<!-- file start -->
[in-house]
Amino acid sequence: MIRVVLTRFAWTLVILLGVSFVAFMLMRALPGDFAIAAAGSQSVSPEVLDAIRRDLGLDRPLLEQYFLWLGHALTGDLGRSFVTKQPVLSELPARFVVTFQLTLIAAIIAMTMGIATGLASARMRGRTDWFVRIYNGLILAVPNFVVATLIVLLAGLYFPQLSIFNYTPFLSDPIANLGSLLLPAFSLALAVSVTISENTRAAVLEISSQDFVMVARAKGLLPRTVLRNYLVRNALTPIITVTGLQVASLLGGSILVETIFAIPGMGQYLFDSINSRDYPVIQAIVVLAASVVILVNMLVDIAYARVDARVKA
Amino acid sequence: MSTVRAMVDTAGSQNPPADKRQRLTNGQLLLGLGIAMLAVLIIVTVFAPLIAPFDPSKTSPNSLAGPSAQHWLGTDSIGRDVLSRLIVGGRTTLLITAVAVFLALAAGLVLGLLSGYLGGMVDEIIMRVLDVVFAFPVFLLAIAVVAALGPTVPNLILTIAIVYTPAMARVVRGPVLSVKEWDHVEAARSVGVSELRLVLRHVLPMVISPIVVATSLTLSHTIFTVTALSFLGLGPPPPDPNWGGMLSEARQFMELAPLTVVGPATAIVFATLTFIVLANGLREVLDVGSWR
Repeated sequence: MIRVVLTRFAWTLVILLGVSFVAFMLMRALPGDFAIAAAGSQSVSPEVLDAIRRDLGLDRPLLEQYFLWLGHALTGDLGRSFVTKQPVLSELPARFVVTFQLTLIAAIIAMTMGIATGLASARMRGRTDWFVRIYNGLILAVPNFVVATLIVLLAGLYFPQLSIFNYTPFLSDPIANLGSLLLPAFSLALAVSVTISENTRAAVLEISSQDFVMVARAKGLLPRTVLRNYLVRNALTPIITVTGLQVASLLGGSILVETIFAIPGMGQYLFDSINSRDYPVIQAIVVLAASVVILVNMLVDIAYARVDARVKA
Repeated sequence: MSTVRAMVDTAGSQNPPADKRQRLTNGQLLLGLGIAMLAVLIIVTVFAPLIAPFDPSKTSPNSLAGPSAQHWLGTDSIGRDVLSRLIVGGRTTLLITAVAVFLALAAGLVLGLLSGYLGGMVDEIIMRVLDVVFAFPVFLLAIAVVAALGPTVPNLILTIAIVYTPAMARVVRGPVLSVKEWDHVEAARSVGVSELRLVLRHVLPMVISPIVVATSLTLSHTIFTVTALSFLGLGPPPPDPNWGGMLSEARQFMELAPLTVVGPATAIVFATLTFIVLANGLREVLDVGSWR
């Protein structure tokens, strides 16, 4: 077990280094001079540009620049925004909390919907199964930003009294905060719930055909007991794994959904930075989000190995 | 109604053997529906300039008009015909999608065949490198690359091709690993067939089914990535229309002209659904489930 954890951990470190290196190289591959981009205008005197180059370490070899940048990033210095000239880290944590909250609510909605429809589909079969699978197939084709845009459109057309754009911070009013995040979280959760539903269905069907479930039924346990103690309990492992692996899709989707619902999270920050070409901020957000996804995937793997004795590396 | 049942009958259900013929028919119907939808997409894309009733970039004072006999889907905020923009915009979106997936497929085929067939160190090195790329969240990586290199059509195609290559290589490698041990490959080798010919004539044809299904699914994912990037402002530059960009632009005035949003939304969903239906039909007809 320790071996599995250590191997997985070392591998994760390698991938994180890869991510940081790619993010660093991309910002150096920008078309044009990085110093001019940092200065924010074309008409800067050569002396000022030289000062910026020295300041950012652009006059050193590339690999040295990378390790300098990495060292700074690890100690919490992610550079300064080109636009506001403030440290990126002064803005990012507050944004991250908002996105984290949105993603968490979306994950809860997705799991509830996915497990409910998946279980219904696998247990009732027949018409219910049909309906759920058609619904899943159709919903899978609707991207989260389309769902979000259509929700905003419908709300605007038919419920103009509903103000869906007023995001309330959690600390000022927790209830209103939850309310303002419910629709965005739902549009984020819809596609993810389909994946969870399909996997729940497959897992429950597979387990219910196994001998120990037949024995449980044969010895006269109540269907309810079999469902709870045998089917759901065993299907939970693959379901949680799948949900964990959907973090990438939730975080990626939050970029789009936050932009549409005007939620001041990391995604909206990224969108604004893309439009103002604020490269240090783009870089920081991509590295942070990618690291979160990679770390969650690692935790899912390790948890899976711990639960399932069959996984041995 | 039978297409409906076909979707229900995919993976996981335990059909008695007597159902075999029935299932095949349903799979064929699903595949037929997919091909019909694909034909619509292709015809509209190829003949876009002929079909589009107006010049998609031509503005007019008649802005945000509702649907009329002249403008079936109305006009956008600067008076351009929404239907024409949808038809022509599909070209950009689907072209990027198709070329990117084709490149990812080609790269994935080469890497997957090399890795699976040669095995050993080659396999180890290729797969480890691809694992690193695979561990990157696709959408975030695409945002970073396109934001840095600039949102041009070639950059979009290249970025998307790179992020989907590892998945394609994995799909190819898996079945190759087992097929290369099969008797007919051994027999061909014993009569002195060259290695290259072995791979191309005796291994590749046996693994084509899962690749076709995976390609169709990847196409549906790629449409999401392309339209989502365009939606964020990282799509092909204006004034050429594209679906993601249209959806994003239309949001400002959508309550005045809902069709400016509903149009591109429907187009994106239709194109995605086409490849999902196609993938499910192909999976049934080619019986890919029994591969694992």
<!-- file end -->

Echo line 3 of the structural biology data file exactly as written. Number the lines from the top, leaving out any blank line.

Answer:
Amino acid sequence: MSTVRAMVDTAGSQNPPADKRQRLTNGQLLLGLGIAMLAVLIIVTVFAPLIAPFDPSKTSPNSLAGPSAQHWLGTDSIGRDVLSRLIVGGRTTLLITAVAVFLALAAGLVLGLLSGYLGGMVDEIIMRVLDVVFAFPVFLLAIAVVAALGPTVPNLILTIAIVYTPAMARVVRGPVLSVKEWDHVEAARSVGVSELRLVLRHVLPMVISPIVVATSLTLSHTIFTVTALSFLGLGPPPPDPNWGGMLSEARQFMELAPLTVVGPATAIVFATLTFIVLANGLREVLDVGSWR